Forthcoming wearable/flexible electronics with compelling shape diversity and mobile usability have garnered significant attention as a kind of disruptive technology to drastically change our daily lives. From a power source point of view, conventional rechargeable batteries (represented by lithium-ion batteries) with fixed shapes and dimensions are generally fabricated by winding (or stacking) cell components (such as anodes, cathodes and separator membranes) and then packaging them with (cylindrical-/rectangular-shaped) metallic canisters or pouch films, finally followed by injection of liquid electrolytes. In particular, the use of liquid electrolytes gives rise to serious concerns in cell assembly, because they require strict packaging materials to avoid leakage problems and also separator membranes to prevent electrical contact between electrodes. For these reasons, the conventional cell assembly and materials have pushed the batteries to lack of variety in form factors, thus imposing formidable challenges on their integration into versatile-shaped electronic devices. Here, as a facile and efficient strategy to address the aforementioned longstanding challenge, we demonstrate a new class of printable solid-state Li-ion batteries with exceptional shape conformability and aesthetic versatility which lie far beyond those achievable with conventional battery technologies.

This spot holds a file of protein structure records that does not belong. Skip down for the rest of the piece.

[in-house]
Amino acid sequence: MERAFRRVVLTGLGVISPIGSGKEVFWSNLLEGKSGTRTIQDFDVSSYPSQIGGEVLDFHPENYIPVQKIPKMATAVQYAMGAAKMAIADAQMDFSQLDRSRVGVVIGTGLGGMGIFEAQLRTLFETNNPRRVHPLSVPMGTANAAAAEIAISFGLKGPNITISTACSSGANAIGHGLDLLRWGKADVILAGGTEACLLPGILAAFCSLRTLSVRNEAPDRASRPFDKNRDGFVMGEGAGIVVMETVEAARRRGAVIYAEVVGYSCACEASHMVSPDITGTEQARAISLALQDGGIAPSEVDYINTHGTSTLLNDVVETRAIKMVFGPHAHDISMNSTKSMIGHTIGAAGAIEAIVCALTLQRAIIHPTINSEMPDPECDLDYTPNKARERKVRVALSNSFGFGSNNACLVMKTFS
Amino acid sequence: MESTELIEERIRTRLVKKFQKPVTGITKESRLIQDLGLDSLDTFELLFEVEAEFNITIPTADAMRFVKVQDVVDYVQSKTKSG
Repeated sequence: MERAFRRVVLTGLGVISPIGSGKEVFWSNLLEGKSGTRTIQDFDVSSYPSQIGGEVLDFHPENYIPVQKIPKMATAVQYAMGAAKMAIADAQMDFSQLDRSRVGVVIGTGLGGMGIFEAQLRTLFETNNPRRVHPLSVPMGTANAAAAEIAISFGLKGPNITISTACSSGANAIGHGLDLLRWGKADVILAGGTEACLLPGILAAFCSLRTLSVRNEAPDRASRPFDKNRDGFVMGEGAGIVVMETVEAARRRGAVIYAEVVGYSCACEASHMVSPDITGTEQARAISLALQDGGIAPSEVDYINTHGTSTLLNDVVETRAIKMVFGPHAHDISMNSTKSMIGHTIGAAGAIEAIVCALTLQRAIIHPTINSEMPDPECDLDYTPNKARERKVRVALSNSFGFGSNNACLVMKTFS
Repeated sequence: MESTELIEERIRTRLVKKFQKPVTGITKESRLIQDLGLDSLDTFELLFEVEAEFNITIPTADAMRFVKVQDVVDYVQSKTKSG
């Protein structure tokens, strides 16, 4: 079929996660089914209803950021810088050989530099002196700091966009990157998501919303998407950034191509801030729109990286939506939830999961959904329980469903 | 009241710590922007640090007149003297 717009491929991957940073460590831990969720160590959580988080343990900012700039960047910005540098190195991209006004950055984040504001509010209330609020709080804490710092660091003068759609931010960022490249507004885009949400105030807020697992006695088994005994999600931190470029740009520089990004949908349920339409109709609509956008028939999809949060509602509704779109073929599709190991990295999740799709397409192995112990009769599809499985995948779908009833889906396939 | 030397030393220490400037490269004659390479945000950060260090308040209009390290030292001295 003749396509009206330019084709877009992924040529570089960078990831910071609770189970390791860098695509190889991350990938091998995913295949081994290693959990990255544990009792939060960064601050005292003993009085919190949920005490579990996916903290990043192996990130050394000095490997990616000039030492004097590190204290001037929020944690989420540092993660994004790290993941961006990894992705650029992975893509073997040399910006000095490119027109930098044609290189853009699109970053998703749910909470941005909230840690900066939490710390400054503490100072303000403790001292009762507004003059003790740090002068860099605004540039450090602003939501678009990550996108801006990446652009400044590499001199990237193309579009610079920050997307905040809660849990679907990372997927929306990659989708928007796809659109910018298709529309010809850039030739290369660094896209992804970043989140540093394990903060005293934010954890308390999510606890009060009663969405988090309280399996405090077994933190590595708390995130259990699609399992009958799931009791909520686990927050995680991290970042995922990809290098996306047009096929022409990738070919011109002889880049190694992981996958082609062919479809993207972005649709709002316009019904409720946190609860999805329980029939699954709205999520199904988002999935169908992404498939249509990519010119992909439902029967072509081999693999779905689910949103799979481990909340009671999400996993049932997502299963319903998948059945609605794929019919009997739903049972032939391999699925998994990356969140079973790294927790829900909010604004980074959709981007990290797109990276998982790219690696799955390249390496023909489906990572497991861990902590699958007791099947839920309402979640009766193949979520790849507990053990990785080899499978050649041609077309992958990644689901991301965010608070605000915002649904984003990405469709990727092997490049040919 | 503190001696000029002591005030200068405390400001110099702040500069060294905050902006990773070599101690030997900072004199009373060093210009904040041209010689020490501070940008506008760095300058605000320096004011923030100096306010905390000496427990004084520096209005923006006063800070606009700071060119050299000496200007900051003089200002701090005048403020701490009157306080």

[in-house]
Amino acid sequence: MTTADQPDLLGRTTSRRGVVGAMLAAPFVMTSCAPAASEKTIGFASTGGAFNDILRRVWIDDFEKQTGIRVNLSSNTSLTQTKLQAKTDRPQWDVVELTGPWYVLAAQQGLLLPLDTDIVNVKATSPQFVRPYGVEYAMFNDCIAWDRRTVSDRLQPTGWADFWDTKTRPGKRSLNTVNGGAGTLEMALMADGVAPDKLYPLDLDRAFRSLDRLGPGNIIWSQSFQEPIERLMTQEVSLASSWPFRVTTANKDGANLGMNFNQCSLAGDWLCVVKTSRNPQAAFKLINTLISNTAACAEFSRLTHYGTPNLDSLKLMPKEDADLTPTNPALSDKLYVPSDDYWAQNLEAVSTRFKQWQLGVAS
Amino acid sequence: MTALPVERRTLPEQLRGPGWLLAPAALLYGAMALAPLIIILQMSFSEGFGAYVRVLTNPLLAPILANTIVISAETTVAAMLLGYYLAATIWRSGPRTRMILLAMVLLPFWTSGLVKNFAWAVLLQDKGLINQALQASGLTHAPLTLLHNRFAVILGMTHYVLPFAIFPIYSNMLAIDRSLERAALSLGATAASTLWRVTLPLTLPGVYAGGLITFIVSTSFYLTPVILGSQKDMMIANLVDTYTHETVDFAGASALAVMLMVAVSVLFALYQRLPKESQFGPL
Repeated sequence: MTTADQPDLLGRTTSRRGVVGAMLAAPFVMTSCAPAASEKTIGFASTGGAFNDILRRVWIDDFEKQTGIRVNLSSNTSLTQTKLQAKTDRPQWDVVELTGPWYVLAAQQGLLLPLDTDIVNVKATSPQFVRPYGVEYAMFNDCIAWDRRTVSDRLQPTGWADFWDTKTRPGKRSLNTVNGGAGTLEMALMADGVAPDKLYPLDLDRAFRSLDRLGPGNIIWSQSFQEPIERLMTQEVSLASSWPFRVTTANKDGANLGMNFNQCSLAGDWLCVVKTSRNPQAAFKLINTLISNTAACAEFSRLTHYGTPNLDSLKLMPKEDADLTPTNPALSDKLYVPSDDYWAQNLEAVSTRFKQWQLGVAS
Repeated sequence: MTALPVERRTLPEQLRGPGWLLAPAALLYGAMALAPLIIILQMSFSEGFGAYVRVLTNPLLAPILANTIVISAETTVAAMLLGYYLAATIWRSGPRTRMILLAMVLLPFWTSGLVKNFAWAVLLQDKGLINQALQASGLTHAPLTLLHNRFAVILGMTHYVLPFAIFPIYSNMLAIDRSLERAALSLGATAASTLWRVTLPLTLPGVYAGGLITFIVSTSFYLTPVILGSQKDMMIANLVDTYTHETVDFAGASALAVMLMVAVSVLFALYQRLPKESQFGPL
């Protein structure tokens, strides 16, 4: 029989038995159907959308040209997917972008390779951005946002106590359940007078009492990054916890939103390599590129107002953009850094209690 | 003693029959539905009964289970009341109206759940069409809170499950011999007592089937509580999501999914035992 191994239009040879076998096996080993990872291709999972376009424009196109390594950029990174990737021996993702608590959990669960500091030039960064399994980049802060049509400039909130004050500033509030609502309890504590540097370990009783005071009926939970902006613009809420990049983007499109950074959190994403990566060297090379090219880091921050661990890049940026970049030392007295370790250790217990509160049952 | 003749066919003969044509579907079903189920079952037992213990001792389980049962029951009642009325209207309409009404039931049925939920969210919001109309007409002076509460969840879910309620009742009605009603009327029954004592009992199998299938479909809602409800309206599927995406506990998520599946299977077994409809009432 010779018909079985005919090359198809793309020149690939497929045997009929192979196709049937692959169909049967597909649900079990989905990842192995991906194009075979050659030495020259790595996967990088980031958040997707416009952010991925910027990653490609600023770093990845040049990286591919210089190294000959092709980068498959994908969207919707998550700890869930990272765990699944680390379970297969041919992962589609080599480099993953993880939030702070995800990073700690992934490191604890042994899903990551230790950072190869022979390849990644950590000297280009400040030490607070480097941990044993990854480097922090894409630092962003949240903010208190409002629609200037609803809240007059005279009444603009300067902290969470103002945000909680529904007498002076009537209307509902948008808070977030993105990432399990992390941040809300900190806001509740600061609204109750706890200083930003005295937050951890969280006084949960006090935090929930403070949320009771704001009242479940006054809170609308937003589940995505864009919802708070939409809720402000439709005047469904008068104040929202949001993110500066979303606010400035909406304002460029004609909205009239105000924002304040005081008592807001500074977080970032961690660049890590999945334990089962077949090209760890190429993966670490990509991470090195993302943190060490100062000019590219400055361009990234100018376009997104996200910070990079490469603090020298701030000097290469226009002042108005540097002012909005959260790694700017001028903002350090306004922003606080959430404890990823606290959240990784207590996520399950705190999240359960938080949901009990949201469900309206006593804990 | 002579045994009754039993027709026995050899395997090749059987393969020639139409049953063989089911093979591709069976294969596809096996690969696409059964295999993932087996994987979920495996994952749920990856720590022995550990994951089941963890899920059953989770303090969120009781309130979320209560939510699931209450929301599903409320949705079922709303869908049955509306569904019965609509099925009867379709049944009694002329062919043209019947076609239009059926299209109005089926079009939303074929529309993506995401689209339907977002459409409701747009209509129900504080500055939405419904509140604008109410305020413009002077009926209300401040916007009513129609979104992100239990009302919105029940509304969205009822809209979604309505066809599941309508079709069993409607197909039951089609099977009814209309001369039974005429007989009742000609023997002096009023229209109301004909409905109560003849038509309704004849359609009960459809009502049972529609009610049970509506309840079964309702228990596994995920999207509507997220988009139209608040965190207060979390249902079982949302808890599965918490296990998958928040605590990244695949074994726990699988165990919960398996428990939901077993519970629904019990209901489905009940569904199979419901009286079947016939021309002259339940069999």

Speaker Biography (Sang-Young Lee)
Sang-Young Lee is a professor in Department of Energy Engineering at Ulsan National Institute of Science and Technology, Korea. He received the B.A. in Chemical Engineering from Seoul National University in 1991, M.S., and Ph.D. in Chemical Engineering from KAIST in 1993 and 1997. He joined Prof. Gerhard Wegner's group as a postdoctoral fellow at Max-Planck Institute for Polymer Research (MPI-P) from 2001 to 2002. Before joining the faculty, he worked at Batteries R&D, LG Chem as a principal research scientist, where he was involved as a project leader in the development of safety-reinforcing separators ("SRS") for lithium-ion batteries. His current research interests are focused on printable/shape-conformable energy storage systems, cellulose-based paper batteries and functional separator membranes.